Example：10.1021/acsami.1c06204 or Chem. Rev., 2007, 107, 2411-2502
Evaluation of the efficiency of modified PAMAM dendrimer with low molecular weight protamine peptide to deliver IL-12 plasmid into stem cells as cancer therapy vehicles Biotechnology Progress (IF2.681), Pub Date : 2021-05-20, DOI: 10.1002/btpr.3175 Mohammad Amin Azimifar, Zahra Salmasi, Abbas Doosti, Nahid Babaei, Maryam Hashemi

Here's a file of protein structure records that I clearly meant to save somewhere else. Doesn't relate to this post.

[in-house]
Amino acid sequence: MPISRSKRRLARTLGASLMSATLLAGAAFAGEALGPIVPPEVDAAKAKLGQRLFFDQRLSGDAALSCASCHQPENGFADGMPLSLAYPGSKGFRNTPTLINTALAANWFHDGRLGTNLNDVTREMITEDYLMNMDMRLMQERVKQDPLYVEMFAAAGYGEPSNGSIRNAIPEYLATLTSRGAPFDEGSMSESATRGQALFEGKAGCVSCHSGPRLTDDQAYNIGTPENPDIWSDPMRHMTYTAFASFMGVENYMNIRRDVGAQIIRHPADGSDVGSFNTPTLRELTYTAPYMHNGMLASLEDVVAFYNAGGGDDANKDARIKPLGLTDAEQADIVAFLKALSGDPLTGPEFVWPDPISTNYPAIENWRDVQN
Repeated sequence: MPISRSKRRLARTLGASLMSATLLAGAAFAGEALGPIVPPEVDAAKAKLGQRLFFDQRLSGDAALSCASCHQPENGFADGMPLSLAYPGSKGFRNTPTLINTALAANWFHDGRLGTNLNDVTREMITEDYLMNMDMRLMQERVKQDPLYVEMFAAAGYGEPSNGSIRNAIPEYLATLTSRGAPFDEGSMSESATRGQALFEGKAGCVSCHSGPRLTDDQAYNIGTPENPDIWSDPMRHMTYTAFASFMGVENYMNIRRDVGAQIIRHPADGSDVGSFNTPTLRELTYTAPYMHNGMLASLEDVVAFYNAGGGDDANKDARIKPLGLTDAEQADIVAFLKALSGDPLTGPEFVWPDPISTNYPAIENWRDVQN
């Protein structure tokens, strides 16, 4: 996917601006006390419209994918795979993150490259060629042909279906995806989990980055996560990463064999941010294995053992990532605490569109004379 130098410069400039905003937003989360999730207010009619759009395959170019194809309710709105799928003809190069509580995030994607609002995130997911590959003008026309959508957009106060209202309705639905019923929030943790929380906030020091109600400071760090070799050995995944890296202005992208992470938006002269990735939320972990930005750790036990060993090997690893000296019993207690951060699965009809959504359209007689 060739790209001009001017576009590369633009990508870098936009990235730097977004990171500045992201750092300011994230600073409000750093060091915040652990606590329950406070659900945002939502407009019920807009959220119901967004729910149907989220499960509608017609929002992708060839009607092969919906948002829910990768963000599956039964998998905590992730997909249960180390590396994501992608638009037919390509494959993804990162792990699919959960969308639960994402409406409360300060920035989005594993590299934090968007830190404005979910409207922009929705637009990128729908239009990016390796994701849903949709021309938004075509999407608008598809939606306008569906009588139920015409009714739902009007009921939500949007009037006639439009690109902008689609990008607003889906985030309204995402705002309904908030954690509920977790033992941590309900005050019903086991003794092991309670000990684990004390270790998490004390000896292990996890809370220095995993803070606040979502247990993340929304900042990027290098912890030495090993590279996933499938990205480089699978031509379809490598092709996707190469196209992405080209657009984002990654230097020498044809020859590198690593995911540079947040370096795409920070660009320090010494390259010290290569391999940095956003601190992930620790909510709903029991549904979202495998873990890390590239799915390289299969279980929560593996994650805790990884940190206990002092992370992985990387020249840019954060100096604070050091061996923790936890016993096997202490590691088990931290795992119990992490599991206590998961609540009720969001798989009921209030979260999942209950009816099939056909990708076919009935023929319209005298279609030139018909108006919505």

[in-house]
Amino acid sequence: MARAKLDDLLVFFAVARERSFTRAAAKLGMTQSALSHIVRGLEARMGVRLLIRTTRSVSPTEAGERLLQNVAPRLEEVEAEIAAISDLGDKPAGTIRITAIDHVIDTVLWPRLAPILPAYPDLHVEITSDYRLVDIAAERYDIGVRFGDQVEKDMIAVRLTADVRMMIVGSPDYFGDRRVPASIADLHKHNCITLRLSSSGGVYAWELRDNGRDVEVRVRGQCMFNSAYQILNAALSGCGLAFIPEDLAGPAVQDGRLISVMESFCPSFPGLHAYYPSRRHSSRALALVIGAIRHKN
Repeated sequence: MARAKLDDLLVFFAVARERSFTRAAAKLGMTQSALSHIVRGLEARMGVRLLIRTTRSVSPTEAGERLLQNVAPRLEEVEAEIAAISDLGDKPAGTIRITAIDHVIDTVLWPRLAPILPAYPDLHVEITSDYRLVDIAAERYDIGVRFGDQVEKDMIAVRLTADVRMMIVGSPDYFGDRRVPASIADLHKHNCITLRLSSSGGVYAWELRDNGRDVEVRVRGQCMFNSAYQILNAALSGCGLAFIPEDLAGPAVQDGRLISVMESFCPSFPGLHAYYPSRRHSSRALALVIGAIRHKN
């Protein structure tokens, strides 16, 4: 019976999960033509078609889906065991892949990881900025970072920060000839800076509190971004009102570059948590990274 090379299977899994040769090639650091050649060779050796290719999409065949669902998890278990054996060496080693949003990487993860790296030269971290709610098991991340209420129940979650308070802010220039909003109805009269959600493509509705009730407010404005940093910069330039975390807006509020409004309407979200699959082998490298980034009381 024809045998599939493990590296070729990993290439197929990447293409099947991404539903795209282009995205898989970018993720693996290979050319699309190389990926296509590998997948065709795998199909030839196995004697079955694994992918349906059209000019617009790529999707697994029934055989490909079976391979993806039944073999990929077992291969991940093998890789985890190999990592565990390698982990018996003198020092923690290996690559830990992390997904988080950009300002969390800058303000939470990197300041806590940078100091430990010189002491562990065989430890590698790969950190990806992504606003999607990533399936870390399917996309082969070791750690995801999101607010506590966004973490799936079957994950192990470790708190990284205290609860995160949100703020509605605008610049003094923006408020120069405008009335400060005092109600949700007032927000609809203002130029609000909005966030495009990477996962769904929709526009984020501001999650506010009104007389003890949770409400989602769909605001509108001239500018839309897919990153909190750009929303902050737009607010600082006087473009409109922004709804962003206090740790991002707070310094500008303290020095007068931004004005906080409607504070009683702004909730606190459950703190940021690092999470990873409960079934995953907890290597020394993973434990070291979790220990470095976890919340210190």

Interleukin 12 (IL-12) is considered as an important molecule for cancer immunotherapy with significant roles in hindering tumor activity, mostly mediated by tumor-associated macrophages and anti-angiogenic factors. Mesenchymal stem cells (MSCs) have been come out as promising carriers to increase the accumulation of drug/gene in tumor sites. As a vehicle, MSCs have various advantages, including tumor-specific propensity and migratory ability; however, they have limited transfection efficiency, compared to other cells. In this study, we introduced a novel delivery system based on poly-(amidoamine) (PAMAM) (G5) to deliver a plasmid encoding IL-12 to MSCs. Initially, 30% of the amine surface of PAMAM was substituted by 10-bromodecanoic acid. Then, the low molecular weight of protamine peptide was conjugated to PAMAM and PAMAM-alkyl with N-succinimidyl 3-(2-pyridyldithio) propionate as a linker. Physicochemical properties of this modified PAMAM were evaluated, including size and surface charge, toxicity, transfection efficiency to deliver reporter and IL-12 genes into MSCs and finally the migration potential of the engineered stem cells into cancer and normal cell lines (HepG2 and NIH/3 T3). The results showed that alkyl-peptide modified PAMAM with low toxicity had a higher potential to deliver green fluorescent protein and IL-12 genes to stem cells, than PMAMAM, PAMAM-alkyl and PAMAM-peptide. These engineered stem cells had a greater ability to migrate to cancer cells than normal cells. It can be concluded that engineered stem cells containing the IL-12 gene can be considered as an efficient cell carrier for cancer immunotherapy. Further clinical studies are needed to confirm these results.